By Sam Aronwald, SRC intern
Through scientific investigation of dugongs in Australia, there is evidence of behavioral thermoregulation in the Sirenia order. A study on two Amazonian manatees (Trichechus inunguis) determined that the average body temperature of all four species that fall under the Sirenia order is regulated between 35.6*C and 36.1 *C (Gallivan, 1983). Out of the four members within the Sirenia order three of the species are types of manatee, while the fourth is the dugong (Dugong Dugon); the last of its family Dugongidae since the 18th century (Wikipedia, 2018). Both the manatees and dugongs have similar morphological and physiological limits on how they maintain a proper internal temperature, despite their varied habitats around the globe. A behavior which dugongs will exhibit to consciously demonstrate thermoregulation is to take a small migration to find warmer waters in the winter (Preen 2004). Even though the waters that they migrate to are low or even empty of any seagrass to support themselves on, they still remain for the majority of winter. This is most likely due to the necessity to escape colder waters for the sake of retaining their body temperatures to a status quo (Preen, 1992).
Both the dugong and the manatee will travel from one warm area that is abundant with food to another regularly. A prime example is in Central Florida, West Indian Manatees will actually take advantage of human-produced warm water and warm water springs, like the waters that stream from boating canals for the sake of warmer habitats (Edwards, 2016). Thanks to their lower metabolic rates, they are able to feed in colder waters for a short time and contently return to their warmer waters for the majority of the day (Lanyon, 2006). However, Dugongs in Queensland will employ tactics that are the exact opposite. Unlike the West Indian Manatee, they will prioritize waters abundant with food over warmer areas, like the Gladstone power plant local to Queensland (Marsh, 2011). According to these varying behavioral trends between the manatee and the dugong, it can be surmised that despite sharing a majority of the same traits, the difference in habitats is causing a shift between both respective species-types in their conscious thermoregulation via daily migration.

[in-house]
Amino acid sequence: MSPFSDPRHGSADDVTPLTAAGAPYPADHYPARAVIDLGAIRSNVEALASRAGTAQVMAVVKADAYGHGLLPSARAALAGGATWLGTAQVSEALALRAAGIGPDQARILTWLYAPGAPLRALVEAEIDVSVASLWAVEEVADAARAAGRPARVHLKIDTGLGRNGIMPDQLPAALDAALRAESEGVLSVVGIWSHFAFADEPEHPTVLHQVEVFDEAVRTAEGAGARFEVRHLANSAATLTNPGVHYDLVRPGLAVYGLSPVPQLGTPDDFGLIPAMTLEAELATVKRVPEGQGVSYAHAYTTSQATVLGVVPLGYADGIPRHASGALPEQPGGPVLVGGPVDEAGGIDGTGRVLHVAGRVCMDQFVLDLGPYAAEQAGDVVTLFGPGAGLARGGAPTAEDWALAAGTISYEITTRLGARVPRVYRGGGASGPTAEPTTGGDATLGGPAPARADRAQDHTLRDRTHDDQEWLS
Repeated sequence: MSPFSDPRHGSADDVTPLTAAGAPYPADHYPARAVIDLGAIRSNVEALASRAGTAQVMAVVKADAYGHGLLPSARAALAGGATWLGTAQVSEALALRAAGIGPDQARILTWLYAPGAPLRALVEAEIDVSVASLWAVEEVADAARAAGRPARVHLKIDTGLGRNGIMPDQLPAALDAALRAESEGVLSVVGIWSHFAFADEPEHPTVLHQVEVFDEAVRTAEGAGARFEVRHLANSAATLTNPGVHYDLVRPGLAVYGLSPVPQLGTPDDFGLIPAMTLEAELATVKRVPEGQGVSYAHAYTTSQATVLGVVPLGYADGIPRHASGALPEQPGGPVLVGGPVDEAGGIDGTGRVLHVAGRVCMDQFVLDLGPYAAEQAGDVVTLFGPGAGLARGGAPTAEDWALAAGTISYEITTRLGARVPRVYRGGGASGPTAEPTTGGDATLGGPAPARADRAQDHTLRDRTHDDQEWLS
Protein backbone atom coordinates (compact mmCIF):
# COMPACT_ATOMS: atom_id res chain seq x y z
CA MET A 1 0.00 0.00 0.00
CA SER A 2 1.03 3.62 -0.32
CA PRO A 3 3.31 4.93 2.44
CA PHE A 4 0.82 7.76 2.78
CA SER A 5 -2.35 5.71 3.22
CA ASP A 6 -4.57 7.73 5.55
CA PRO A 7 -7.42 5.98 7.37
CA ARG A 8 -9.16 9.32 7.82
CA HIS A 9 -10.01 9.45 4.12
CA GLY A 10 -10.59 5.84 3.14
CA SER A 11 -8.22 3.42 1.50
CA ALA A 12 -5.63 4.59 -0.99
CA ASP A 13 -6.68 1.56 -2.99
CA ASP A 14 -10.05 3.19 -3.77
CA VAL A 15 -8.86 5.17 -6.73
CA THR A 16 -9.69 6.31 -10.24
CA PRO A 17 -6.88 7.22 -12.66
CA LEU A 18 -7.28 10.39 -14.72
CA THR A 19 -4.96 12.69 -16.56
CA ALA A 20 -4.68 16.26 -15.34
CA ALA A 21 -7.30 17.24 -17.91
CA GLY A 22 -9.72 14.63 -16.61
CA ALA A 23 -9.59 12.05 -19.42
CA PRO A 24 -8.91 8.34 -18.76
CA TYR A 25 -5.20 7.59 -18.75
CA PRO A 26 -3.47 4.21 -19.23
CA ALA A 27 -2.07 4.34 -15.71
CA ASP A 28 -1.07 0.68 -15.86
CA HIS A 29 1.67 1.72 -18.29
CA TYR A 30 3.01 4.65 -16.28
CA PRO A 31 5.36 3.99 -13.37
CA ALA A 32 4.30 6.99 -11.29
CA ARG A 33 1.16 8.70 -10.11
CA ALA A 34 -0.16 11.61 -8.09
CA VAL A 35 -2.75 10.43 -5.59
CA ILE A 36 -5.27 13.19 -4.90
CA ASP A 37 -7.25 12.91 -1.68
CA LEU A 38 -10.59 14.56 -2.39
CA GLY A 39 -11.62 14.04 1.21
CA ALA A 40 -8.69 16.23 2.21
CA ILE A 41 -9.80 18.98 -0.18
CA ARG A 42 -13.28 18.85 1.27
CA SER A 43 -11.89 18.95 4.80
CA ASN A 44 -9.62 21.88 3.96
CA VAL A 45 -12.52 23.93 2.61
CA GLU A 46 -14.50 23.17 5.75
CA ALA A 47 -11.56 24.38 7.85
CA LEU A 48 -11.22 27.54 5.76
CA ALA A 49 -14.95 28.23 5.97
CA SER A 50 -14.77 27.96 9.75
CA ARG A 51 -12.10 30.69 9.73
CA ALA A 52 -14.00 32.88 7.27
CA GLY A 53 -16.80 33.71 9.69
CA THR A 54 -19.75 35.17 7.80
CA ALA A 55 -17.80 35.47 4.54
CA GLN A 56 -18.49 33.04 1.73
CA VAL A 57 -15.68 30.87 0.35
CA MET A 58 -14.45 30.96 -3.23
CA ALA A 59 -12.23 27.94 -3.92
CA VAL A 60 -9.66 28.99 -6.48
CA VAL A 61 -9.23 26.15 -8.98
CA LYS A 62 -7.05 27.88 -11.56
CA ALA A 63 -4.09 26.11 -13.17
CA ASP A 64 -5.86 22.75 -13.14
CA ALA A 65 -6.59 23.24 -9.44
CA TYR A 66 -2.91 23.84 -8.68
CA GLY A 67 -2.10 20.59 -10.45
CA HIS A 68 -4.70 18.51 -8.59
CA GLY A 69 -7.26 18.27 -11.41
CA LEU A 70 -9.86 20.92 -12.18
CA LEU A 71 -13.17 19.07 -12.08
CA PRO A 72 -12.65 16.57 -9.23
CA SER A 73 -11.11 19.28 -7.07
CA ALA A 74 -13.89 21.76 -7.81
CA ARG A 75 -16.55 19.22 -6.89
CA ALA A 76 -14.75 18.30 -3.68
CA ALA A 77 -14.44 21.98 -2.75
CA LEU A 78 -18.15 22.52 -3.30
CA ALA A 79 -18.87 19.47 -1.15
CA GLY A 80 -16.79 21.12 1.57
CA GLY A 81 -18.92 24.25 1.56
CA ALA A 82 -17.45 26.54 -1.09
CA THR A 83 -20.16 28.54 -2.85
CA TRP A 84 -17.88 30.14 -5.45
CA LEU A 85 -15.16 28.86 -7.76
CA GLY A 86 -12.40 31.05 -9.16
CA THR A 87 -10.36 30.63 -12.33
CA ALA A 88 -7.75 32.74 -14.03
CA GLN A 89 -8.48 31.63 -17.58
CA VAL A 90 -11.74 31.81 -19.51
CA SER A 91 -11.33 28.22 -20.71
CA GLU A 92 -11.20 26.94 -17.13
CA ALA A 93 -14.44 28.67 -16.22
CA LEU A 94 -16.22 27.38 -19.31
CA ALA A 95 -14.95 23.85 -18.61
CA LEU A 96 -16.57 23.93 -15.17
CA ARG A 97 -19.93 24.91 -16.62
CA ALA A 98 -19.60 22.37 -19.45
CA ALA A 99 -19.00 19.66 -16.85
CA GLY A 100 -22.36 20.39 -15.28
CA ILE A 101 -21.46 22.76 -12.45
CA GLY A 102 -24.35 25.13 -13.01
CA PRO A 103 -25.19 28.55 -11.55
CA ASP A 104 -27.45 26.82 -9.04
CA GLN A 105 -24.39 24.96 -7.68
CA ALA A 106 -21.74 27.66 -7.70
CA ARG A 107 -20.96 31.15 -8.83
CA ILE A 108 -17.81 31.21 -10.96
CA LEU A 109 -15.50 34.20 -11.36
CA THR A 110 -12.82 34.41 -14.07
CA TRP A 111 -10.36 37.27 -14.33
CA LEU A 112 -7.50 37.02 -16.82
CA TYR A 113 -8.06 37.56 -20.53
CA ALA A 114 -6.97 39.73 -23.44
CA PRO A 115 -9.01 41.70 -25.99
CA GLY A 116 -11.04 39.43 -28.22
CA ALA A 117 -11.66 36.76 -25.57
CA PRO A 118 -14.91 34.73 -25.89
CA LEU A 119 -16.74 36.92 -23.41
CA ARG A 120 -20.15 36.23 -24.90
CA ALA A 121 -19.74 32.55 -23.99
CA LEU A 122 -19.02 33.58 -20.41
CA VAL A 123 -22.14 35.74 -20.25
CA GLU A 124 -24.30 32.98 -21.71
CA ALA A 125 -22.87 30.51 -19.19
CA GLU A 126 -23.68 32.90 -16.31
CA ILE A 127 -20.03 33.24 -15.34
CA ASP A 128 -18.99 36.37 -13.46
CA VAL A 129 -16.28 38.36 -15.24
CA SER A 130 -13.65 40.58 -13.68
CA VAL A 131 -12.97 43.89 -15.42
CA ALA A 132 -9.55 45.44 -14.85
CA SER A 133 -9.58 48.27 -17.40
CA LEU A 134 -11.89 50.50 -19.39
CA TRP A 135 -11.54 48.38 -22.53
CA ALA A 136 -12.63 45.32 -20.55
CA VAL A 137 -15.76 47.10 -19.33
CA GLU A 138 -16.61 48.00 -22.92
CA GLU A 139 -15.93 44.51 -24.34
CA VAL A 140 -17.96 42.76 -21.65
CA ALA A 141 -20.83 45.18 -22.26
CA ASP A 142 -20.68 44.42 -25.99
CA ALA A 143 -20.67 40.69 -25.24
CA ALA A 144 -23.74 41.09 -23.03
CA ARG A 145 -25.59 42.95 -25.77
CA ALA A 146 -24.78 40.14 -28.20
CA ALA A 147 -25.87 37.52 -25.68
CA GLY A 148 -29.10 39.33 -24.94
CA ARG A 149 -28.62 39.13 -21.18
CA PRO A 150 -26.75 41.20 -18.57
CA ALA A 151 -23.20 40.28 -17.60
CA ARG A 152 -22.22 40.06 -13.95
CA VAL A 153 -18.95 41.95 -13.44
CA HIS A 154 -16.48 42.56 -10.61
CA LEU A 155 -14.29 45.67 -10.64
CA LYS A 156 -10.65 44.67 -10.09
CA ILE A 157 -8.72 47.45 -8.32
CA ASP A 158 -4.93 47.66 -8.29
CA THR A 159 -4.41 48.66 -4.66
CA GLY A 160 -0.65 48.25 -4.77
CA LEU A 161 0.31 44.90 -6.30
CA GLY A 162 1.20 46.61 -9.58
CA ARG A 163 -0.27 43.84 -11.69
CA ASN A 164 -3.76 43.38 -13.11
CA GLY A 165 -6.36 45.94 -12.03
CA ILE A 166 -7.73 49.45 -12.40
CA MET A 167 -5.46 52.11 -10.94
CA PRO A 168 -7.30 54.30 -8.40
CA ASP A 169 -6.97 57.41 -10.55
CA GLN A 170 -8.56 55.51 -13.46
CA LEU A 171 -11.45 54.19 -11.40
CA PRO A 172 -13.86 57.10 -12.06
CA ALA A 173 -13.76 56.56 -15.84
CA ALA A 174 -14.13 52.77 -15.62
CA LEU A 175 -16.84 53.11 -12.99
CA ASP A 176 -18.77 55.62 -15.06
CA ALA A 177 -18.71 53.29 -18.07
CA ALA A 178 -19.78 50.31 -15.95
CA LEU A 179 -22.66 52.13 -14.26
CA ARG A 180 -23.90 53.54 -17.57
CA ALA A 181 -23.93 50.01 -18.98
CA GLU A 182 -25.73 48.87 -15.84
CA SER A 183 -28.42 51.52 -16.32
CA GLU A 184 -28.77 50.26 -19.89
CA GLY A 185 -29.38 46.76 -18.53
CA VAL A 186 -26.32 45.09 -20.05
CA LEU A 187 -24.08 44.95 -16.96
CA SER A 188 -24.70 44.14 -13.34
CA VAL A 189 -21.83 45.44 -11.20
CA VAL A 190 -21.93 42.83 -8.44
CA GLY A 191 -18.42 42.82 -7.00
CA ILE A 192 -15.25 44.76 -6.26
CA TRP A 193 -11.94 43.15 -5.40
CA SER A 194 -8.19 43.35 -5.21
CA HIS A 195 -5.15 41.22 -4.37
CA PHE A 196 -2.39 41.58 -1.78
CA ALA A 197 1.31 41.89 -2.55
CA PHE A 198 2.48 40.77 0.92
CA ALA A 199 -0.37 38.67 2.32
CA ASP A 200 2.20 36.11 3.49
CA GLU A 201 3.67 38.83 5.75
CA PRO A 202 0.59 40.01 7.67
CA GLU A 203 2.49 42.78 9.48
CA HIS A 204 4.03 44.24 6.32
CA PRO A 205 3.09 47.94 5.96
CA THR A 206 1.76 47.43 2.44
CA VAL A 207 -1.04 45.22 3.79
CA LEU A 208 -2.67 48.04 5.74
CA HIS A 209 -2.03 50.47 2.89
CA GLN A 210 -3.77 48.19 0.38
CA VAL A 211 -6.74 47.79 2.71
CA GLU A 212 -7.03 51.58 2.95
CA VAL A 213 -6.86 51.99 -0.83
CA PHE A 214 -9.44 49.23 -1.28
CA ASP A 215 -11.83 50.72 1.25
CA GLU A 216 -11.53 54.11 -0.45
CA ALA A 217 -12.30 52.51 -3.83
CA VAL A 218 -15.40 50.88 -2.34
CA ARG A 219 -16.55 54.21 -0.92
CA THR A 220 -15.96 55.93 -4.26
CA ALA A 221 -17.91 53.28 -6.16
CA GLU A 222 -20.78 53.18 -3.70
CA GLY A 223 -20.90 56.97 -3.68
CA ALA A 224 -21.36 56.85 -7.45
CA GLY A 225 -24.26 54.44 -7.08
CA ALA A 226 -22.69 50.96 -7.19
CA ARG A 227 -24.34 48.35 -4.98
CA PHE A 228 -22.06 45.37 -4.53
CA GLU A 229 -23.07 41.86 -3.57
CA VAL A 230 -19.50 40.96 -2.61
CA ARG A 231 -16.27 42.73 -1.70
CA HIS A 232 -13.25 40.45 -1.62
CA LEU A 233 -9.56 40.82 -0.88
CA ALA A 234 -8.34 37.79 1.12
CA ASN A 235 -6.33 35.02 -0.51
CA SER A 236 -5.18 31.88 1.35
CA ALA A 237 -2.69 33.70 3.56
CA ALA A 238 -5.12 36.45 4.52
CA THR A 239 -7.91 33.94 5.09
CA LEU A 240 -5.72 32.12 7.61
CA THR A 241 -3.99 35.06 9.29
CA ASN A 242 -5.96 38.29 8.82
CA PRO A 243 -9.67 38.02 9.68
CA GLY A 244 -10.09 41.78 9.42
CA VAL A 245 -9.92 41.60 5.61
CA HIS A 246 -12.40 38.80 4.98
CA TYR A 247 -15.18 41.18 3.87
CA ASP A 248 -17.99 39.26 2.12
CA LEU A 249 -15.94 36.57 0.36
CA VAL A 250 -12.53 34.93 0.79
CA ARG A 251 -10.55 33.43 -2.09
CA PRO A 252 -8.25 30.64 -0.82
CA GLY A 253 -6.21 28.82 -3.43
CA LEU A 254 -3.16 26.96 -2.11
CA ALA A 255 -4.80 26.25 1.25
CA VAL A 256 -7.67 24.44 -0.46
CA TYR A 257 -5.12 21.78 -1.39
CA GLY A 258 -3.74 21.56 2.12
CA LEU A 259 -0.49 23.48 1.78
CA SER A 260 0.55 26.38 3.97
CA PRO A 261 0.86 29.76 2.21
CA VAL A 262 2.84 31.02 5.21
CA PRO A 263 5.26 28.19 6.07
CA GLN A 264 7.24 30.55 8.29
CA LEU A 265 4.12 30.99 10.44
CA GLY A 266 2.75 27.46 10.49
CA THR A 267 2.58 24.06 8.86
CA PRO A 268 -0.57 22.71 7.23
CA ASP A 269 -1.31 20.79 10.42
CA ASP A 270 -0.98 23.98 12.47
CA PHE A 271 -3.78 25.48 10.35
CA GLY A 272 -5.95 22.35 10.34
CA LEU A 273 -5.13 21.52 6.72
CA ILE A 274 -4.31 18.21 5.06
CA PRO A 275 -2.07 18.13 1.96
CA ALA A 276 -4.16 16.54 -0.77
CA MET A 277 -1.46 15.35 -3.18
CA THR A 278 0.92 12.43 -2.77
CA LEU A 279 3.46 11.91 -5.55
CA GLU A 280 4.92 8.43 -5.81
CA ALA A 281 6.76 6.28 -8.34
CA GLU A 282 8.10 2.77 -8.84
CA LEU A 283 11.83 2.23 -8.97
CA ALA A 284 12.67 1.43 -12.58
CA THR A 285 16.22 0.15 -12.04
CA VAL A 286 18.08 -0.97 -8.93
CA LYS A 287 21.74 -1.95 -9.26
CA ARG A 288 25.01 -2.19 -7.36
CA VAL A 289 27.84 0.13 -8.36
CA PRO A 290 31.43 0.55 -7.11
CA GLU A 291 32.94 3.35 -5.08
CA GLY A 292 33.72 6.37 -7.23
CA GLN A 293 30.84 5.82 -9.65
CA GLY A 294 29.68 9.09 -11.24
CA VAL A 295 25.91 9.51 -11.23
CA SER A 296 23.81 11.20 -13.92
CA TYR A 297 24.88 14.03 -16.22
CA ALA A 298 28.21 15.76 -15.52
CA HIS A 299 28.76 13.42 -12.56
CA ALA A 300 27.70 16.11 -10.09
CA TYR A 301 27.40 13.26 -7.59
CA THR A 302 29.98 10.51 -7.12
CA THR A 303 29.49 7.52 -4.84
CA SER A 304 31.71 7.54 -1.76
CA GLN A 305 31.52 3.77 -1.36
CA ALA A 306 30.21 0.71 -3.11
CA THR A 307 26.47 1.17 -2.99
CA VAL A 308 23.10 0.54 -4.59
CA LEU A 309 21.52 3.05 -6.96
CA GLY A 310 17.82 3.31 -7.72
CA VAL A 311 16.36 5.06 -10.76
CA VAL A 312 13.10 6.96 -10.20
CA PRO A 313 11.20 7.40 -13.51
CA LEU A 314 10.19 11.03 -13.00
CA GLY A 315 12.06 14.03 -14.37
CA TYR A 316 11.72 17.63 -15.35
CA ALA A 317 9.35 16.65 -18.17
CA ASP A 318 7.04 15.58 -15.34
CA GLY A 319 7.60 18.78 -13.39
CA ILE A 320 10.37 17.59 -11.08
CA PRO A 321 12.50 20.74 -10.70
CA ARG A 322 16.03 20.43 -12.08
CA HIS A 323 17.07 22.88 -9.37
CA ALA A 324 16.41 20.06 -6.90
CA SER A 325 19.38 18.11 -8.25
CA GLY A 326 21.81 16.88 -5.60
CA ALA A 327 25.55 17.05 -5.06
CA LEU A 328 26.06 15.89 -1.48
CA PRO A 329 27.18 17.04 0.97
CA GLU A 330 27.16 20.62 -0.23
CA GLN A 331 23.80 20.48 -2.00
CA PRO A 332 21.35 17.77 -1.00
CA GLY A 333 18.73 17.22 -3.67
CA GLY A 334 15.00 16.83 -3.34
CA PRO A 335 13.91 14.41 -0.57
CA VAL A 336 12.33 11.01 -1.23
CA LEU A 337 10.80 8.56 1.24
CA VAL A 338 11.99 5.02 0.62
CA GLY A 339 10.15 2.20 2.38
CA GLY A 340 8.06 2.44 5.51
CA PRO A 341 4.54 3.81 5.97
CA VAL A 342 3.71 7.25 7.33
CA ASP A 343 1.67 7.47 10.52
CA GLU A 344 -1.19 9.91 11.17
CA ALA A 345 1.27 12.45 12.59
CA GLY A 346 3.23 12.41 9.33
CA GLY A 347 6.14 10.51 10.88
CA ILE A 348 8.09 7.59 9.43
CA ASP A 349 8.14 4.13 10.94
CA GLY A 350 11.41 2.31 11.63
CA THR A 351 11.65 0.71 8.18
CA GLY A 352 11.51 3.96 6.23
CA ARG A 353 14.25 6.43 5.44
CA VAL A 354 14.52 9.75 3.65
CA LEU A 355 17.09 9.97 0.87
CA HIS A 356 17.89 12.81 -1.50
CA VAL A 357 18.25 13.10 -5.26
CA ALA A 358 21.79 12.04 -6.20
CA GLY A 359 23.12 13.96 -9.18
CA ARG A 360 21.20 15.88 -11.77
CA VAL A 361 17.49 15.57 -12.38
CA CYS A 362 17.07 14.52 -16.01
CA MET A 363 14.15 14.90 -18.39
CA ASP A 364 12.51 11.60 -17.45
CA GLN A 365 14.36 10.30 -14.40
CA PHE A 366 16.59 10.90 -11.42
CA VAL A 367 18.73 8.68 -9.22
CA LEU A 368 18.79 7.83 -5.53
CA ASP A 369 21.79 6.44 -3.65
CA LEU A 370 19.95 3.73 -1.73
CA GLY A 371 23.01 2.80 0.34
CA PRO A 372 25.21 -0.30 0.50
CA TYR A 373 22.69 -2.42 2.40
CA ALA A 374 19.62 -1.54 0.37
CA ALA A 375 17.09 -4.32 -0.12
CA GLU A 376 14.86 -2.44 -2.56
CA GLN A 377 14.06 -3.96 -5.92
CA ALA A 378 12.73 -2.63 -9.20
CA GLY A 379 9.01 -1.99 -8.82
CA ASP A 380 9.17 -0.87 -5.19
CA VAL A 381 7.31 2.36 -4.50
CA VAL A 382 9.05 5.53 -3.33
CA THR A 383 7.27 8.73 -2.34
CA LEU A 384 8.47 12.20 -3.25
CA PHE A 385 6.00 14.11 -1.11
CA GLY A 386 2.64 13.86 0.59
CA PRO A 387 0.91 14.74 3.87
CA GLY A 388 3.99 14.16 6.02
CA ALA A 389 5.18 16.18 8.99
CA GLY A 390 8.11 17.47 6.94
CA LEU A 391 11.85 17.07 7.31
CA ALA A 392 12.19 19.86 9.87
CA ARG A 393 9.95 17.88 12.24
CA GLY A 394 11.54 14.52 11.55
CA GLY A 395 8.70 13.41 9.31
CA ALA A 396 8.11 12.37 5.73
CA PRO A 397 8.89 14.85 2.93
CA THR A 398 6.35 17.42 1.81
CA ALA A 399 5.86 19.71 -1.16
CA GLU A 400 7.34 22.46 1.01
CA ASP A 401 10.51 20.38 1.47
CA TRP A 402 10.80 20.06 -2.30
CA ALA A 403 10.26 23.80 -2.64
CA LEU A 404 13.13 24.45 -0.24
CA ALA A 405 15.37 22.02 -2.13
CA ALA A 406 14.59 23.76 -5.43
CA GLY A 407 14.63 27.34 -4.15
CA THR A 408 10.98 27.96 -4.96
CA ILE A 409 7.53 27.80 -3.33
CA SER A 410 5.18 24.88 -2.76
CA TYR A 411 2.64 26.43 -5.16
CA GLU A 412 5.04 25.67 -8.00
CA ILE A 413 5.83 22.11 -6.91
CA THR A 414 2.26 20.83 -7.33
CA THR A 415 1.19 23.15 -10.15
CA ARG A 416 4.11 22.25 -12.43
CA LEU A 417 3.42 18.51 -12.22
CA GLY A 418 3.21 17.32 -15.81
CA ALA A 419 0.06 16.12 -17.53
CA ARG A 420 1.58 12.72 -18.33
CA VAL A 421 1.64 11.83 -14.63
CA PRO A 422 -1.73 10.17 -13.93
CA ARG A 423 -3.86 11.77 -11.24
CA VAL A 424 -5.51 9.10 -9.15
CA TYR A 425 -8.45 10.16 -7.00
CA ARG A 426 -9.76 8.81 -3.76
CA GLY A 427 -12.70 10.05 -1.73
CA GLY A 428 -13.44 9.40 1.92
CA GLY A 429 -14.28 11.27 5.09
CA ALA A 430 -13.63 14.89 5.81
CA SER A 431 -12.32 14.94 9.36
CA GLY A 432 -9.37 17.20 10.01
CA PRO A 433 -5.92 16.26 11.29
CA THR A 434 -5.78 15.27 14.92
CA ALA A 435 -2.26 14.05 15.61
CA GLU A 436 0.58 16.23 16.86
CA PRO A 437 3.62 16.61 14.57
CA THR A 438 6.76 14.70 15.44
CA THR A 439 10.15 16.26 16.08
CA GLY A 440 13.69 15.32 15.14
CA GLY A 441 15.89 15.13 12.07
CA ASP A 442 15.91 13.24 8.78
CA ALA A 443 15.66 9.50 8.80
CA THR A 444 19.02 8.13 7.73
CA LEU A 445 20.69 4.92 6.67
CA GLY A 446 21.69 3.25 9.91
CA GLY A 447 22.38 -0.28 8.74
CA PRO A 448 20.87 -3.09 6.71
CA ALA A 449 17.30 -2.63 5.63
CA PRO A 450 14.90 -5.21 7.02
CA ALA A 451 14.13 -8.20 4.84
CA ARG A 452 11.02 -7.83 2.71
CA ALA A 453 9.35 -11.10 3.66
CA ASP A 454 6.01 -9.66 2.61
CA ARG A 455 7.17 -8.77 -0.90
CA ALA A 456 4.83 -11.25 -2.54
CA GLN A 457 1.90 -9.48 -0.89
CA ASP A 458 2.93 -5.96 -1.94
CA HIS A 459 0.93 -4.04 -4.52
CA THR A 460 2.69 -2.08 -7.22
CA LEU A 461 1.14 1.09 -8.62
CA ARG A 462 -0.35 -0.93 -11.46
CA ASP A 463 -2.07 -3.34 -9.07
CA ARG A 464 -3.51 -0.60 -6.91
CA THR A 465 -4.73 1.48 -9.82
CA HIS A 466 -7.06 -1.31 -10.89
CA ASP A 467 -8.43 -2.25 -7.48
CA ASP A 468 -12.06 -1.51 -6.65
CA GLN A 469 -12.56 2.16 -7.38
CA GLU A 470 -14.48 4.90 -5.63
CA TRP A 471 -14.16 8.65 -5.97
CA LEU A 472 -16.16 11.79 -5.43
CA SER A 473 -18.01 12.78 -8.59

Gallivan, G.J., Best, R.C., Kanwisher, J.W., 1983. Temperature regulation in the Amazonian manatee Trichechus inunguis. Physiol. Zool. 56, 255–262.
Wikipedia. “Dugong.” Wikipedia, Wikimedia Foundation, 26 Oct. 2018, en.wikipedia.org/wiki/Dugong.
Preen, A., 2004. Distribution, abundance and conservation status of dugongs and dolphins in the southern and western Arabian Gulf. Biol. Conserv. 118, 205–218.
Preen, A., 1992. Interactions between dugongs and seagrasses in a subtropical Environment. PhD Thesis. James Cook University, Townsville.
Edwards, H.H., Martin, J., Deutsch, C.J., Muller, R.G., Koslovsky, S.M., Smith, A.J., Barlas, M.E., 2016. Influence of manatees’ diving on their risk of collision with wa- tercraft. PLoS One 11, e0151450.
Lanyon, J.M., Newgrain, K., Alli, T.S.S., 2006. Estimation of water turnover rate in cap- tive dugongs (Dugong dugon). Aquat. Mamm. 32, 103–108.
Marsh, H., O’Shea, T.J., Reynolds III, J.E., 2011. Ecology and Conservation of the Sirena: Dugongs and Manatees. Cambridge University Press, New York.